With this structure, when the corresponding punch P and die D are positioned on the punch center C, the cylinders 275 and 276 are driven, power-transmitting shafts 286 and 287 coupled thereto project, power-transmitting gears G5 and G7 slide on intermediate gears G4 and G6 which are long in the Y-axis, and the driving clutches 275B and 276B on the tip ends of the power-transmitting shafts 286 and 287 engage with the follower clutches 271B and 272B.

When the motor 279 is driven in this state, the rotation of a drive shaft 281 is transmitted to input shafts 277 and 278 having universal joints 277A and 278A through vertical gears G2 and G3 from the tip end gear G1. Rotation of the input shafts 277 and 278 is transmitted to intermediate shafts 284 and 285 through toothed timing belts 282 and 283, and transmitted to the power-transmitting shafts 286 and 287 through the intermediate gears G4 and G6 and the power-transmitting gears G5 and G7, and transmitted to the connection shafts 271 and 272 from the engaged clutches 275B and 271B as well as 276B and 272B as described above.

With this structure, since the worms 267 and 268 rotate, the worm wheels 265 and 266 which mesh with the worms also rotate, the punch receiver 263 and the die receiver 264 also rotate, and the punch P and the die D can be rotated through desired angle.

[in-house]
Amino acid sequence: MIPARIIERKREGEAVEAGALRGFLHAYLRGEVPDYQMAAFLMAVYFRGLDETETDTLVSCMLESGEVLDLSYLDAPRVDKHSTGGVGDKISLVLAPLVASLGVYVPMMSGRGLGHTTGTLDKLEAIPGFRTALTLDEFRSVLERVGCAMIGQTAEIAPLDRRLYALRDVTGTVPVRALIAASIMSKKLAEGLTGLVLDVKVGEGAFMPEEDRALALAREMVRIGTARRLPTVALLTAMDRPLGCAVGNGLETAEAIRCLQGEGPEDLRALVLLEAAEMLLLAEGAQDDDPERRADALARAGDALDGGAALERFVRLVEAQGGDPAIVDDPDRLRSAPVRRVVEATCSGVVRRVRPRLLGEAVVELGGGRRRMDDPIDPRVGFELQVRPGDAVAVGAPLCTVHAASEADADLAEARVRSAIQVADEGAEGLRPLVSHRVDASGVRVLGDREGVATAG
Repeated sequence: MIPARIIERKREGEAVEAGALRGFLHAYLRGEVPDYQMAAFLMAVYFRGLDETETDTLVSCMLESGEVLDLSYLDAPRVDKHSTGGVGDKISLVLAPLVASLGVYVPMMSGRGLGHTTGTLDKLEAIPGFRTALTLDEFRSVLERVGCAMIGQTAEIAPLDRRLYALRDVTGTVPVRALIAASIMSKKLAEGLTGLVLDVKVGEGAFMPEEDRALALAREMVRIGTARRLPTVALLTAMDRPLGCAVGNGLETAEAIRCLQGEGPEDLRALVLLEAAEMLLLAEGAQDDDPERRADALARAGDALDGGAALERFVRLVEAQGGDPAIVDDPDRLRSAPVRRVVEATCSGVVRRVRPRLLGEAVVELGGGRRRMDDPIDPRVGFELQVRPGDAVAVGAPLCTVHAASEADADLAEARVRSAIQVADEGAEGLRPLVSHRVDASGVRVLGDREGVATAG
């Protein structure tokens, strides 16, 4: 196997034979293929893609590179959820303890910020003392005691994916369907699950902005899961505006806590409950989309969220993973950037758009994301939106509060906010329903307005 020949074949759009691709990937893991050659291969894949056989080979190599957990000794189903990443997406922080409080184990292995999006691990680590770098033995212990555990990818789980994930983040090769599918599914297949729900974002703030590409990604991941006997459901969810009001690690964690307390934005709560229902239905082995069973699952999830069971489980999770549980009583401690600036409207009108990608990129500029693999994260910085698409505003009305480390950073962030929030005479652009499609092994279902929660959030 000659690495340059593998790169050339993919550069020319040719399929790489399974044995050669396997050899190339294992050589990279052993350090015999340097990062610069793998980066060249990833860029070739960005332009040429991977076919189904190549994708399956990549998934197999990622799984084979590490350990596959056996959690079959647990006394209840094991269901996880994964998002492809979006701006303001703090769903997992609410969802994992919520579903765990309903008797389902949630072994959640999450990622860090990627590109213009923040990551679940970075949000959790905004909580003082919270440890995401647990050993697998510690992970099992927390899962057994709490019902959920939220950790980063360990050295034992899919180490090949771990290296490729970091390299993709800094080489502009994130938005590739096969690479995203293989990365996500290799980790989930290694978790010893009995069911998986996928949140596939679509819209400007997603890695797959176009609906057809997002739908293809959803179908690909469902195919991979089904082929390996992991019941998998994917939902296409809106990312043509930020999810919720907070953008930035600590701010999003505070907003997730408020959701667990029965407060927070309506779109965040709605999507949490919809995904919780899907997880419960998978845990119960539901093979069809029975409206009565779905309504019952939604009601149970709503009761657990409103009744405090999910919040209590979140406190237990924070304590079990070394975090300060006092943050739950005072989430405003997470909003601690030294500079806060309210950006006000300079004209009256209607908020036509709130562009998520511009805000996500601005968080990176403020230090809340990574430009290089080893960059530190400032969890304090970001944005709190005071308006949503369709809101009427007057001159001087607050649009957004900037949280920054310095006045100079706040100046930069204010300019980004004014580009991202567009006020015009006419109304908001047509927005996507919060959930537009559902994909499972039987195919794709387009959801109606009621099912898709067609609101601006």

FIGS. 40 and 41 show a third embodiment of the present invention, and FIGS. 45 and 46 show a fourth embodiment in which the third embodiment is modified. The third embodiment is for a small diameter (for example, 1·¼ inches) and the fourth embodiment is for a large diameter (for example, 2 inches). In the drawings, communication pipes 230 upwardly extend from the air introducing port 229 on the lower turret 207 and penetrate the lower turret 207 and enter a later-described annular groove 231a.

The third embodiment of the invention will be explained with reference to FIGS. 38 to 49.

In FIGS. 40 and 41, a die D is mounted on a die holder 223 through a key 256 and a key groove 257. The die holder 223 includes the worm wheel 266 and is threadedly engaged with the rotatable die receiver 264. The die receiver 264 is provided at its outer surface with the annular groove 231a.

A flange of an ejector pipe 233 on which the die D is placed is engaged with a shoulder 240A of an insertion hole 240 of the die receiver 264. The ejector pipe 233 extends downward and is concentrically disposed with respect to a scrap discharge hole 235. The scrap discharge hole 235 comprises and opening 241 of the die receiver 264, an opening 242 of the lower turret 207, an opening 243 of the disk support 224 and an opening 244 of the lower frame 218. With this structure, the die D is pushed up when the metal mold is replaced as is well known.

The die D is placed on the ejector pipe 233 and is mounted on the die holder 223. The die holder 223, the die receiver 264, the worm wheel 266 and a ring member 280 are covered with a housing 270 on the lower turret 207.

The annular groove 231a formed in the outer surface of the die receiver 264 is closed with the ring member 280 fixed to the lower turret 207. With this structure, an annular air passage is formed. The air passage is in communication with the communication pipe 230 connected to the air source 225 (FIG. 38).